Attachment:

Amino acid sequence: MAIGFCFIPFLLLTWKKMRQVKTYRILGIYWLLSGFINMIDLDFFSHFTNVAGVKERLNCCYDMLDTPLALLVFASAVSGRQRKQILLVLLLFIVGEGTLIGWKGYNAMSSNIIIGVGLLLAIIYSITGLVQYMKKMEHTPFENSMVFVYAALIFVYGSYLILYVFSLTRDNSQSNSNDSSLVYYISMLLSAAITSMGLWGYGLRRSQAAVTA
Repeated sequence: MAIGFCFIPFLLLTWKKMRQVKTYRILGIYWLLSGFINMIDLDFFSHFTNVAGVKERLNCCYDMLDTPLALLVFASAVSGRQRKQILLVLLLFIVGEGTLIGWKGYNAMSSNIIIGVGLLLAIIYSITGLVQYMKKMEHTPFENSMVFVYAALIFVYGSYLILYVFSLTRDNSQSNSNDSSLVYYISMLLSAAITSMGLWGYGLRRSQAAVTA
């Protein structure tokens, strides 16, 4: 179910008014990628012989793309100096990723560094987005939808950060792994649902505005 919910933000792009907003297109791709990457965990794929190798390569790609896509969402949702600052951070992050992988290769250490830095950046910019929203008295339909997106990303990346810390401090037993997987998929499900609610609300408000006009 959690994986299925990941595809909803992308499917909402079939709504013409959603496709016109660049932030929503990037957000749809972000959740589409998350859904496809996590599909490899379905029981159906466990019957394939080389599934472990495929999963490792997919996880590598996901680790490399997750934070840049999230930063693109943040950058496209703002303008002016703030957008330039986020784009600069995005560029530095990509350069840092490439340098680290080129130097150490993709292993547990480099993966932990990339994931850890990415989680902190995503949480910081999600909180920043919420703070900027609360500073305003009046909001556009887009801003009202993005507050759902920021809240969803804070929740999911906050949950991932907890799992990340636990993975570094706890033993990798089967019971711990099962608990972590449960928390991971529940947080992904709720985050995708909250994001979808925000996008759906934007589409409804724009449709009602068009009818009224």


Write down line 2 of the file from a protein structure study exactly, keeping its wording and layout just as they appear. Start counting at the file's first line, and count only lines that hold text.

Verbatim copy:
Repeated sequence: MAIGFCFIPFLLLTWKKMRQVKTYRILGIYWLLSGFINMIDLDFFSHFTNVAGVKERLNCCYDMLDTPLALLVFASAVSGRQRKQILLVLLLFIVGEGTLIGWKGYNAMSSNIIIGVGLLLAIIYSITGLVQYMKKMEHTPFENSMVFVYAALIFVYGSYLILYVFSLTRDNSQSNSNDSSLVYYISMLLSAAITSMGLWGYGLRRSQAAVTA